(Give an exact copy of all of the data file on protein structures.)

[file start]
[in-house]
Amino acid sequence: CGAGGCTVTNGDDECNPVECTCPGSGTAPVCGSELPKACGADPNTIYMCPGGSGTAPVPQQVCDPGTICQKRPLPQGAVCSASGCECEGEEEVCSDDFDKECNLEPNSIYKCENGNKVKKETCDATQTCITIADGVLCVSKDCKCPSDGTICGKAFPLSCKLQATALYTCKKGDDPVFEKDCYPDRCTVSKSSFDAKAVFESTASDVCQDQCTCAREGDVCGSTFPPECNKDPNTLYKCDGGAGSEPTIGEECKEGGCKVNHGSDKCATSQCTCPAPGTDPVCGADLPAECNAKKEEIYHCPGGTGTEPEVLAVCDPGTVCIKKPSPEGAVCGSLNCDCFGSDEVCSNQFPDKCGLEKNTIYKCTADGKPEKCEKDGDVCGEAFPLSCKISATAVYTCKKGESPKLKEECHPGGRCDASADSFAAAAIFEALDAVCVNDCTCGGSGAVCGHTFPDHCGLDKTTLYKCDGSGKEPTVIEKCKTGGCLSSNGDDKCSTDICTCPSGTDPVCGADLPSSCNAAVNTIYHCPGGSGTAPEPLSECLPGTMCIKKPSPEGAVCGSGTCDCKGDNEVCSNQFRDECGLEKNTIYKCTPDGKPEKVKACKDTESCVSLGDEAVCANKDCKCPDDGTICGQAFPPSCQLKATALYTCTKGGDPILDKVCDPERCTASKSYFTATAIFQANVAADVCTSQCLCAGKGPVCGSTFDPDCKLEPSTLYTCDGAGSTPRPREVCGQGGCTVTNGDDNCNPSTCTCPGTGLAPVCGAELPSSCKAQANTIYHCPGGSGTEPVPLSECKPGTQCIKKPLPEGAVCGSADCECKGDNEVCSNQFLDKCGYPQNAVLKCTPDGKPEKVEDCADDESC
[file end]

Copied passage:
[in-house]
Amino acid sequence: CGAGGCTVTNGDDECNPVECTCPGSGTAPVCGSELPKACGADPNTIYMCPGGSGTAPVPQQVCDPGTICQKRPLPQGAVCSASGCECEGEEEVCSDDFDKECNLEPNSIYKCENGNKVKKETCDATQTCITIADGVLCVSKDCKCPSDGTICGKAFPLSCKLQATALYTCKKGDDPVFEKDCYPDRCTVSKSSFDAKAVFESTASDVCQDQCTCAREGDVCGSTFPPECNKDPNTLYKCDGGAGSEPTIGEECKEGGCKVNHGSDKCATSQCTCPAPGTDPVCGADLPAECNAKKEEIYHCPGGTGTEPEVLAVCDPGTVCIKKPSPEGAVCGSLNCDCFGSDEVCSNQFPDKCGLEKNTIYKCTADGKPEKCEKDGDVCGEAFPLSCKISATAVYTCKKGESPKLKEECHPGGRCDASADSFAAAAIFEALDAVCVNDCTCGGSGAVCGHTFPDHCGLDKTTLYKCDGSGKEPTVIEKCKTGGCLSSNGDDKCSTDICTCPSGTDPVCGADLPSSCNAAVNTIYHCPGGSGTAPEPLSECLPGTMCIKKPSPEGAVCGSGTCDCKGDNEVCSNQFRDECGLEKNTIYKCTPDGKPEKVKACKDTESCVSLGDEAVCANKDCKCPDDGTICGQAFPPSCQLKATALYTCTKGGDPILDKVCDPERCTASKSYFTATAIFQANVAADVCTSQCLCAGKGPVCGSTFDPDCKLEPSTLYTCDGAGSTPRPREVCGQGGCTVTNGDDNCNPSTCTCPGTGLAPVCGAELPSSCKAQANTIYHCPGGSGTEPVPLSECKPGTQCIKKPLPEGAVCGSADCECKGDNEVCSNQFLDKCGYPQNAVLKCTPDGKPEKVEDCADDESC